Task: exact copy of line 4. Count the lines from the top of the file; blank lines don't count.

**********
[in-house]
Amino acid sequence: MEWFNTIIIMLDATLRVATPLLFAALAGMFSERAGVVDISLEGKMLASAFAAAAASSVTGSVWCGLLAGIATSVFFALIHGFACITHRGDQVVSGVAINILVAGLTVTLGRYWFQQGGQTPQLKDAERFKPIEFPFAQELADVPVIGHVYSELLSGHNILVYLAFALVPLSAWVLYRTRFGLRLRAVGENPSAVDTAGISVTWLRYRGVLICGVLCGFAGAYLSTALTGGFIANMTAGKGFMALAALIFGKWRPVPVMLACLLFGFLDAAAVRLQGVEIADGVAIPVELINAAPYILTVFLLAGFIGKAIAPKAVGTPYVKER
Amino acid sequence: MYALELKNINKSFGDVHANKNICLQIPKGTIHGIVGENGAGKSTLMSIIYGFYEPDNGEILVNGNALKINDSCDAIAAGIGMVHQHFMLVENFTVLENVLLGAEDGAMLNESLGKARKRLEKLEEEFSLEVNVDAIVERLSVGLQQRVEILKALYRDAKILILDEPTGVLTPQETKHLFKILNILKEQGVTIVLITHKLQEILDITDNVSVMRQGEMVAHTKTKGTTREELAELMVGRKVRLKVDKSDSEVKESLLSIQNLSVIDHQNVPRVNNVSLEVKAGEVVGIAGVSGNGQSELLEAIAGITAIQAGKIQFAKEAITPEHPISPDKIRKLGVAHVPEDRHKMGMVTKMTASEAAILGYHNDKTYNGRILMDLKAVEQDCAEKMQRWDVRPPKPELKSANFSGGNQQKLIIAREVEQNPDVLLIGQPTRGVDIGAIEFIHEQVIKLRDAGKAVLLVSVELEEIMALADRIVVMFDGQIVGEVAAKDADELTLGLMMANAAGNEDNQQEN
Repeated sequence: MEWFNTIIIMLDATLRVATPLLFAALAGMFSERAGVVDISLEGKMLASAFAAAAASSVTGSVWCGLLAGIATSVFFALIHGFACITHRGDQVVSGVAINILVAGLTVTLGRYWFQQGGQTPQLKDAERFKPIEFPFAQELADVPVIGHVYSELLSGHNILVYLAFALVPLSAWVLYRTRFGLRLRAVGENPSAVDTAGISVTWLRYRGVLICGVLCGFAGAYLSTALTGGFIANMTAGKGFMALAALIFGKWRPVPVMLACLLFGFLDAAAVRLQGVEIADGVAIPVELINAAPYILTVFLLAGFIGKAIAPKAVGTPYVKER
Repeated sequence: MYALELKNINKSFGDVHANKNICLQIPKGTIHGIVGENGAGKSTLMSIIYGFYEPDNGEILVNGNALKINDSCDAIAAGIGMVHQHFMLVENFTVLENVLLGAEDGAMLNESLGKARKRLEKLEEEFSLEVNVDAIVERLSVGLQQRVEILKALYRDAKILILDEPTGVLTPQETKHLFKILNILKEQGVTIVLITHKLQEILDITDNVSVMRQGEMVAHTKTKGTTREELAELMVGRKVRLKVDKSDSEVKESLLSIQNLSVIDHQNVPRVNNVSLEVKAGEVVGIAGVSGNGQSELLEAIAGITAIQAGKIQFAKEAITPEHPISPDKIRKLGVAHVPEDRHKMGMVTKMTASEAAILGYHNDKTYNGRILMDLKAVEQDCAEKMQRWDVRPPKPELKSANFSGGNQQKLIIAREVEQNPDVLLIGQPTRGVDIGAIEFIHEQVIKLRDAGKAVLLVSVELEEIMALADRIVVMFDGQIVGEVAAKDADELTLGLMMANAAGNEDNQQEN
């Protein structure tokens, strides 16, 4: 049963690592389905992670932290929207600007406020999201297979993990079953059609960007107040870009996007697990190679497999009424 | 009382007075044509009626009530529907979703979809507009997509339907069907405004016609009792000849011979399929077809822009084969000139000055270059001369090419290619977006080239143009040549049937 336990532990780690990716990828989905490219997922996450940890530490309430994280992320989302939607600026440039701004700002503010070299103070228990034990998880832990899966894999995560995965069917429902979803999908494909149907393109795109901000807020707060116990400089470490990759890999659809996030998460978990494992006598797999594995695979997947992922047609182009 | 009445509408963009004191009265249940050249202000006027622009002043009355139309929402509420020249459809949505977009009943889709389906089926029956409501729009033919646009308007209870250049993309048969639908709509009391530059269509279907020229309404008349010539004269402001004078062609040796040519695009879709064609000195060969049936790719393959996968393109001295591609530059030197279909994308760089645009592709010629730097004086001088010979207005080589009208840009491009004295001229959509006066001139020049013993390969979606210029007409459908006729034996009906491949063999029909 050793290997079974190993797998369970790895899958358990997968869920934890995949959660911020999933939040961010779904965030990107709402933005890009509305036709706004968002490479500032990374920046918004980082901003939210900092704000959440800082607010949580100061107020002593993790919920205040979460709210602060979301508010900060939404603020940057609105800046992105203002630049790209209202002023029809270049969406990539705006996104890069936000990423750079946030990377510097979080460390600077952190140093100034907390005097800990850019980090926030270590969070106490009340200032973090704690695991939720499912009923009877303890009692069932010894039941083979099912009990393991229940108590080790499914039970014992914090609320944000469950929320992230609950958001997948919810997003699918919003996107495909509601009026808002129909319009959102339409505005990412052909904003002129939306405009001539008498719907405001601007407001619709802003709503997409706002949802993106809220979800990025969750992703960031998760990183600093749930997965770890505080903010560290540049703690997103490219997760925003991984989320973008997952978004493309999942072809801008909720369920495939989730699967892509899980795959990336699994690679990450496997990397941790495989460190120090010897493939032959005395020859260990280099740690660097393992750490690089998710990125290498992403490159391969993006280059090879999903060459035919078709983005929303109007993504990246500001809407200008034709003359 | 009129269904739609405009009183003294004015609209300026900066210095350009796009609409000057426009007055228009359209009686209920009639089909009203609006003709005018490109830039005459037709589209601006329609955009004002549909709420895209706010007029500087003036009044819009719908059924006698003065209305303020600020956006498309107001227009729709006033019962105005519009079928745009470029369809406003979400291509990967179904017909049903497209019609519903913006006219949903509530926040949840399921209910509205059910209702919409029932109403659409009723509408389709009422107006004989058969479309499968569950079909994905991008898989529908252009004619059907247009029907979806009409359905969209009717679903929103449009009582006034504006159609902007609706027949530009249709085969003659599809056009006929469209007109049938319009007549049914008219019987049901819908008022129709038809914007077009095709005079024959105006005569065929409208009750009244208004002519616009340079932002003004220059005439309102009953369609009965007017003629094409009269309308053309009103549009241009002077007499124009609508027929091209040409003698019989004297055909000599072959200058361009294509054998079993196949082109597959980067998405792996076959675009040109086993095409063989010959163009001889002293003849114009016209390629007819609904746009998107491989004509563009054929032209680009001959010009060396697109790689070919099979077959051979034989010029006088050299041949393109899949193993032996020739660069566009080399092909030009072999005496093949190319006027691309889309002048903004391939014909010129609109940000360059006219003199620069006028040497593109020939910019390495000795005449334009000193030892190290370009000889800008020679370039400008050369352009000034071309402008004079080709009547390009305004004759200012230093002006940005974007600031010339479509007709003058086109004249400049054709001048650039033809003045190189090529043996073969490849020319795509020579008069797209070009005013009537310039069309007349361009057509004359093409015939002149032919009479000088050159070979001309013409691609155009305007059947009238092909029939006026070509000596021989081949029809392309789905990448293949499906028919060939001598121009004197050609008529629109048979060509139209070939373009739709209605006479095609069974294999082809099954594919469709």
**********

Repeated sequence: MEWFNTIIIMLDATLRVATPLLFAALAGMFSERAGVVDISLEGKMLASAFAAAAASSVTGSVWCGLLAGIATSVFFALIHGFACITHRGDQVVSGVAINILVAGLTVTLGRYWFQQGGQTPQLKDAERFKPIEFPFAQELADVPVIGHVYSELLSGHNILVYLAFALVPLSAWVLYRTRFGLRLRAVGENPSAVDTAGISVTWLRYRGVLICGVLCGFAGAYLSTALTGGFIANMTAGKGFMALAALIFGKWRPVPVMLACLLFGFLDAAAVRLQGVEIADGVAIPVELINAAPYILTVFLLAGFIGKAIAPKAVGTPYVKER